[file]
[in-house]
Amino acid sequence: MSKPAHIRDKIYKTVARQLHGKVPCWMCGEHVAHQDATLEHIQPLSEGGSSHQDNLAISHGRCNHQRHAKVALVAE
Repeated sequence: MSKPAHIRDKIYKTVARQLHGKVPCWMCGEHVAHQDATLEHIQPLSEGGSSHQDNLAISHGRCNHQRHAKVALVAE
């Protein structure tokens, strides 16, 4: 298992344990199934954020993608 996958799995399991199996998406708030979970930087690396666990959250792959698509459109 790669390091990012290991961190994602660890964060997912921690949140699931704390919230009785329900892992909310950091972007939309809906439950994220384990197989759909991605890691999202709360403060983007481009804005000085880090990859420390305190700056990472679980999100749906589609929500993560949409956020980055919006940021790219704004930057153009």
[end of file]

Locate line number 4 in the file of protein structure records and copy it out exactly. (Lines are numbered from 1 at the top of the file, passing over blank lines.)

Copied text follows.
């Protein structure tokens, strides 16, 4: 298992344990199934954020993608 996958799995399991199996998406708030979970930087690396666990959250792959698509459109 790669390091990012290991961190994602660890964060997912921690949140699931704390919230009785329900892992909310950091972007939309809906439950994220384990197989759909991605890691999202709360403060983007481009804005000085880090990859420390305190700056990472679980999100749906589609929500993560949409956020980055919006940021790219704004930057153009």